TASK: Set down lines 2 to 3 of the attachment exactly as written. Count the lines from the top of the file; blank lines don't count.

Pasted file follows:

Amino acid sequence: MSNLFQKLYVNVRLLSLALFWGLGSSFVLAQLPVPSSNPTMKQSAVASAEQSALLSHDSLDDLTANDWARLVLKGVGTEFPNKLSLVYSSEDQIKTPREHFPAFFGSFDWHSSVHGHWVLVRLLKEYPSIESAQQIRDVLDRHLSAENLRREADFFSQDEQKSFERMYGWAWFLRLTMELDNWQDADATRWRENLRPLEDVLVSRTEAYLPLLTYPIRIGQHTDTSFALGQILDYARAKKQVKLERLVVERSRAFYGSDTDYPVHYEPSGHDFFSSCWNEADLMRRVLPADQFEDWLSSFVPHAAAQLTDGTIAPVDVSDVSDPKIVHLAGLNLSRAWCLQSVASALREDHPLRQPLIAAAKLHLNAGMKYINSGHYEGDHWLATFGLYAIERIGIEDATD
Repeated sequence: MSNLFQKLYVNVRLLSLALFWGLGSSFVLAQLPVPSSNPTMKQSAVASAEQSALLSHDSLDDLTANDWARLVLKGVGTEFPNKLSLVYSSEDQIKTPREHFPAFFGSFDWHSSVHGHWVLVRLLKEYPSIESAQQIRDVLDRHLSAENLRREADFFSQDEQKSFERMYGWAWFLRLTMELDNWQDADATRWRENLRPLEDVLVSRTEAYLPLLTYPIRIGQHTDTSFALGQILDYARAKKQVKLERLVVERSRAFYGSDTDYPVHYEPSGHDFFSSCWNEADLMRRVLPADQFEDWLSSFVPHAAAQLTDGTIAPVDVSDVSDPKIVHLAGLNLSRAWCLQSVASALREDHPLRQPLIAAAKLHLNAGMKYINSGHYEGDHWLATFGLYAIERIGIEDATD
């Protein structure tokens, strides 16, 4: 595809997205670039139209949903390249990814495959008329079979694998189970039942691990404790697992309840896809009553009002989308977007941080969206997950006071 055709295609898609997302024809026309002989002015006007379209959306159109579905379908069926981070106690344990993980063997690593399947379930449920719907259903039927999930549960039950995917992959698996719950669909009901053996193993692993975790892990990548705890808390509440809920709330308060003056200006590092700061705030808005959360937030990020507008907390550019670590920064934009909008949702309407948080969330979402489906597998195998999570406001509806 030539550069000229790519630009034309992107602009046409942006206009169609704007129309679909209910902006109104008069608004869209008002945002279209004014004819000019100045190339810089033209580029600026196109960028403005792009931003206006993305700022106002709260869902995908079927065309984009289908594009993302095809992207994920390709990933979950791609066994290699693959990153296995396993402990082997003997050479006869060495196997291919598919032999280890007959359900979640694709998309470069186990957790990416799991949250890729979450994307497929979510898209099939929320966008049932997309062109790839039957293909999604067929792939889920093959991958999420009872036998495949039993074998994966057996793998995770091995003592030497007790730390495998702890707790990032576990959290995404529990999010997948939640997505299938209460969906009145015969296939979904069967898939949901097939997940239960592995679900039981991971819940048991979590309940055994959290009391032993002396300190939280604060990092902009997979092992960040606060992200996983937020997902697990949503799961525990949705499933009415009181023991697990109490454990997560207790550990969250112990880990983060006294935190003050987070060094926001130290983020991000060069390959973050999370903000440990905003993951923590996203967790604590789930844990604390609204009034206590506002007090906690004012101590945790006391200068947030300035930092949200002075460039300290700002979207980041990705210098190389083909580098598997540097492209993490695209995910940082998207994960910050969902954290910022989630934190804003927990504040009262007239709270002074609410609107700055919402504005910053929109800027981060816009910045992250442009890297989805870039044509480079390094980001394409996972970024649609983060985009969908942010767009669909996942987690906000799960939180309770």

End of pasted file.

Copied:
Repeated sequence: MSNLFQKLYVNVRLLSLALFWGLGSSFVLAQLPVPSSNPTMKQSAVASAEQSALLSHDSLDDLTANDWARLVLKGVGTEFPNKLSLVYSSEDQIKTPREHFPAFFGSFDWHSSVHGHWVLVRLLKEYPSIESAQQIRDVLDRHLSAENLRREADFFSQDEQKSFERMYGWAWFLRLTMELDNWQDADATRWRENLRPLEDVLVSRTEAYLPLLTYPIRIGQHTDTSFALGQILDYARAKKQVKLERLVVERSRAFYGSDTDYPVHYEPSGHDFFSSCWNEADLMRRVLPADQFEDWLSSFVPHAAAQLTDGTIAPVDVSDVSDPKIVHLAGLNLSRAWCLQSVASALREDHPLRQPLIAAAKLHLNAGMKYINSGHYEGDHWLATFGLYAIERIGIEDATD
């Protein structure tokens, strides 16, 4: 595809997205670039139209949903390249990814495959008329079979694998189970039942691990404790697992309840896809009553009002989308977007941080969206997950006071 055709295609898609997302024809026309002989002015006007379209959306159109579905379908069926981070106690344990993980063997690593399947379930449920719907259903039927999930549960039950995917992959698996719950669909009901053996193993692993975790892990990548705890808390509440809920709330308060003056200006590092700061705030808005959360937030990020507008907390550019670590920064934009909008949702309407948080969330979402489906597998195998999570406001509806 030539550069000229790519630009034309992107602009046409942006206009169609704007129309679909209910902006109104008069608004869209008002945002279209004014004819000019100045190339810089033209580029600026196109960028403005792009931003206006993305700022106002709260869902995908079927065309984009289908594009993302095809992207994920390709990933979950791609066994290699693959990153296995396993402990082997003997050479006869060495196997291919598919032999280890007959359900979640694709998309470069186990957790990416799991949250890729979450994307497929979510898209099939929320966008049932997309062109790839039957293909999604067929792939889920093959991958999420009872036998495949039993074998994966057996793998995770091995003592030497007790730390495998702890707790990032576990959290995404529990999010997948939640997505299938209460969906009145015969296939979904069967898939949901097939997940239960592995679900039981991971819940048991979590309940055994959290009391032993002396300190939280604060990092902009997979092992960040606060992200996983937020997902697990949503799961525990949705499933009415009181023991697990109490454990997560207790550990969250112990880990983060006294935190003050987070060094926001130290983020991000060069390959973050999370903000440990905003993951923590996203967790604590789930844990604390609204009034206590506002007090906690004012101590945790006391200068947030300035930092949200002075460039300290700002979207980041990705210098190389083909580098598997540097492209993490695209995910940082998207994960910050969902954290910022989630934190804003927990504040009262007239709270002074609410609107700055919402504005910053929109800027981060816009910045992250442009890297989805870039044509480079390094980001394409996972970024649609983060985009969908942010767009669909996942987690906000799960939180309770």